Tailwinds and Headwinds: How Does Growth in the BRICs Affect Inflation in the G-7?
by Anna Lipínskaa and Stephen Millardb
In this paper, we analyze the impact of a persistent productivity
increase in a set of countries - which we think of as
the economies of Brazil, Russia, India, and China (BRIC) - on
inflation in their trading partners, the Group of Seven (G-7). In
particular, we want to understand the conditions under which
this shock can lead to tailwinds or headwinds in the economies
of trading partners. We build a three-country dynamic stochastic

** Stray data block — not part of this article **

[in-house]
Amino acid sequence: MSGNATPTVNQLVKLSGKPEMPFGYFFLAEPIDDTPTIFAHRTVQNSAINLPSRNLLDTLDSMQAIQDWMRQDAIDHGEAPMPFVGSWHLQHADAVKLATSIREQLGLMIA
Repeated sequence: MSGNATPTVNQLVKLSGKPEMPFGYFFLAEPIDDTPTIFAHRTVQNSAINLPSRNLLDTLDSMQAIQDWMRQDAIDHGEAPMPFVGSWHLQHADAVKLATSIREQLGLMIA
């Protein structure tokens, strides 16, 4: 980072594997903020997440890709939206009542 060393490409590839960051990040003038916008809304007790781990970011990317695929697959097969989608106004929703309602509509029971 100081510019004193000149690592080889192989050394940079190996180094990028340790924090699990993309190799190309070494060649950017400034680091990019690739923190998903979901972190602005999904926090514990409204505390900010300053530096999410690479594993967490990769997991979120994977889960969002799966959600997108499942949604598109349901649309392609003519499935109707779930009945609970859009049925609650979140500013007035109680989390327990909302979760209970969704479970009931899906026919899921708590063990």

general equilibrium (DSGE) model in which there are
two oil-importing countries (home and foreign) and one oil-exporting
country. In our benchmark calibration, we find that
the tailwind effect, lowering inflation in the home economy,
dominates the headwind effect. However, if the oil demand
elasticity is low (equal to the empirical short-run estimate) or
the labor market is flexible, inflation at home rises in the subsequent
periods as a result of the foreign productivity shock.
JEL Codes: E12, F41, E31.
(PDF, 40 pages 880 kb)
Discussion by Paul Beaudry
a Federal Reserve Board
b Bank of England and Durham Business School